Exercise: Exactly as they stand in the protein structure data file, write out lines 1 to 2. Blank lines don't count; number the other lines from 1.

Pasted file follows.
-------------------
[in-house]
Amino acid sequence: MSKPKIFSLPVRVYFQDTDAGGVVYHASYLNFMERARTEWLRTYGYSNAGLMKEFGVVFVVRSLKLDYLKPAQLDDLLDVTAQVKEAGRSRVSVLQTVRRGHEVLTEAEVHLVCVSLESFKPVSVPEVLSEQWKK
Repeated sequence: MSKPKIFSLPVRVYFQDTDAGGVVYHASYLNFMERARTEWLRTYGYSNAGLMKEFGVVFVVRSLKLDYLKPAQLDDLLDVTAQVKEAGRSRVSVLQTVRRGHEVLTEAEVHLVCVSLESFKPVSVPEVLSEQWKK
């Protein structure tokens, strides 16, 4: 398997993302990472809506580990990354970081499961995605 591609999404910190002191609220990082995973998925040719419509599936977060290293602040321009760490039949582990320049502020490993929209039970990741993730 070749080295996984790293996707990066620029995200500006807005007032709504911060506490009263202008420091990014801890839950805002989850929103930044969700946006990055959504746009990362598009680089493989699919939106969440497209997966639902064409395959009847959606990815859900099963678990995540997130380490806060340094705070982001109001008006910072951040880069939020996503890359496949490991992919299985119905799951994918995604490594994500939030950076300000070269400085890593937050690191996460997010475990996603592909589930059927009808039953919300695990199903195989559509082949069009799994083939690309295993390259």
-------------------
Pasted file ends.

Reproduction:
[in-house]
Amino acid sequence: MSKPKIFSLPVRVYFQDTDAGGVVYHASYLNFMERARTEWLRTYGYSNAGLMKEFGVVFVVRSLKLDYLKPAQLDDLLDVTAQVKEAGRSRVSVLQTVRRGHEVLTEAEVHLVCVSLESFKPVSVPEVLSEQWKK